Strong and sustained economic growth has not translated into equally solid reduction in poverty and inequality, which have been aggravated by the pandemic. Poverty increased from 20.9% in 2019 to 23.4% in 2020 and up to 23.8% in 2021. Extreme poverty increased from 2.6% in 2019 to 3.5% in 2020, and slightly decreased to 3.1% in 2021. In previous years, poverty had recorded a steady but slow decline, from almost 50% in 2004 – largely because of the crisis – to 39.6% in 2013, accelerating thereafter (Figure 1.1). Inequality also fell between 2000 and 2021, with the Gini index declining from 0.513 to 0.396. This drop was higher than the average for LAC countries.

In 2020, almost half (46.9%) of Dominicans were part of the vulnerable middle class. These are individuals living in households with a daily per capita income between USD 5.5 -13 (PPP 2011) (World Bank, 2022[4]). Some of these are at risk of falling into poverty owing to substantial vulnerabilities, and the COVID-19-related crisis impacted them particularly.

Taxes and transfers play a modest role in shaping the income distribution, as they only reduce the Gini index by less than 2 percentage points (Commitment to Equity Institute Data Centre, 2022[8]). Nevertheless, the capacity of the state to protect the most vulnerable has improved in the last decades and social protection tools have been strengthened, particularly as a response to the pandemic. The Dominican government increased transfers in existing social programmes and put in place new emergency packages. The Employee Solidarity Assistance Fund (FASE) was created to assist formal sector workers at high risk of losing their jobs with income support. Later, the Independent Worker Assistance Program (PA’ TI) sought to assist self-employed workers with financial help. The government also put in place the Stay at Home Program (Quédate en Casa), which targeted structurally poor or vulnerable households. These emergency programmes drove largely the increase in total social spending from 7.6% of GDP in 2019 to 12.2% in 2020 and 8.7% in 2021 (Ministerio de Hacienda, 2022[9]).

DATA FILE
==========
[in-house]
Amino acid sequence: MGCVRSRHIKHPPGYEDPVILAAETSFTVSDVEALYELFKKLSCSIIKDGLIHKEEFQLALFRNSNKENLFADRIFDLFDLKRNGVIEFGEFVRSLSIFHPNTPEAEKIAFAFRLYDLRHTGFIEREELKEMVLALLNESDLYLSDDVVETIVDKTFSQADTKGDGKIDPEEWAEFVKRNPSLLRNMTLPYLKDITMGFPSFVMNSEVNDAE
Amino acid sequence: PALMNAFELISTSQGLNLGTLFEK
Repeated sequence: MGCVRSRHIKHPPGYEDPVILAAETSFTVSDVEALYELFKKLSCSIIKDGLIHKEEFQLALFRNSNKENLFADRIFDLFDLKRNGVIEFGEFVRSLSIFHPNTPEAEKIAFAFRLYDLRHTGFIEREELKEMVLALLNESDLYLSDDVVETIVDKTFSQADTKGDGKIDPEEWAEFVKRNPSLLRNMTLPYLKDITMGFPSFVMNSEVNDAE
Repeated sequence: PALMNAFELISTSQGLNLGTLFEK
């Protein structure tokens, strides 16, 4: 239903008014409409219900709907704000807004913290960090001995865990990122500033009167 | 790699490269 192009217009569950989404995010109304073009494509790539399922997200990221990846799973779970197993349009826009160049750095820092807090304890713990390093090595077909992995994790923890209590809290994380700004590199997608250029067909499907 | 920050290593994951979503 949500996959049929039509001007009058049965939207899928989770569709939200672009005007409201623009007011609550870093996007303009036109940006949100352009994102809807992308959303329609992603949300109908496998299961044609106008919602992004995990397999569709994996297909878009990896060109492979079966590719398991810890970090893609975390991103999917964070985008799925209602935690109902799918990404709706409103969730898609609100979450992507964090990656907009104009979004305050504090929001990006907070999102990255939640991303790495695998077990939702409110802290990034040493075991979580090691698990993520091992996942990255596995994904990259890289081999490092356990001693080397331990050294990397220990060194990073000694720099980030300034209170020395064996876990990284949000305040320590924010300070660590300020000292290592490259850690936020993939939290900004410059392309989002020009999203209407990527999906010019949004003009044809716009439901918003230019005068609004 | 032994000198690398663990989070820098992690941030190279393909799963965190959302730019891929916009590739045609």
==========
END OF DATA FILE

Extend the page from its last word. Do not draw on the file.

The Dominican Republic faces growing environmental pressures. Between 2000 and 2019, it was one of the 50 most vulnerable countries to extreme weather events globally (GermanWatch, 2021[10]). Due to its geographical location, the Dominican Republic is particularly affected by hurricanes, storms and floods. The vulnerability of housing constructions and the lack of urban and territorial planning increase physical and property damage, and can also affect economic activities like agriculture and tourism.

The current development model entails certain environmental risks. Marine resources are threatened by coastal development and overfishing. Mass tourism can also be a major threat for environmental protection. While the impact of COVID-19 reduced the flow of tourists, this had increased by 35% between 2007 and 2017, and figures for 2022 show a full recovery of this sector. Deforestation has been controlled in the last decades, and indeed the country has managed to increase forest area substantially, though pressures from agriculture and fires must be managed. Forest area increased by 5.1% between 2000 and 2010 and by 3.4% between 2010 and 2020 in the Dominican Republic, compared to -5.7% and -3% for South America for the same period. In 2020, the country’s total forest cover was estimated at 44.4% of total land area (FAO, 2022[11]). The current development model also puts pressure on the water resource, which is close to the stress level in the Dominican Republic, contrary to other neighbouring countries in Central America. The efficiency rate of irrigation in agriculture is lower than 25%, due to the common practice of irrigation by flooding (Sánchez, 2016[12]). Mining has been growing in the country, with various environmental impacts, water use and contamination being among them.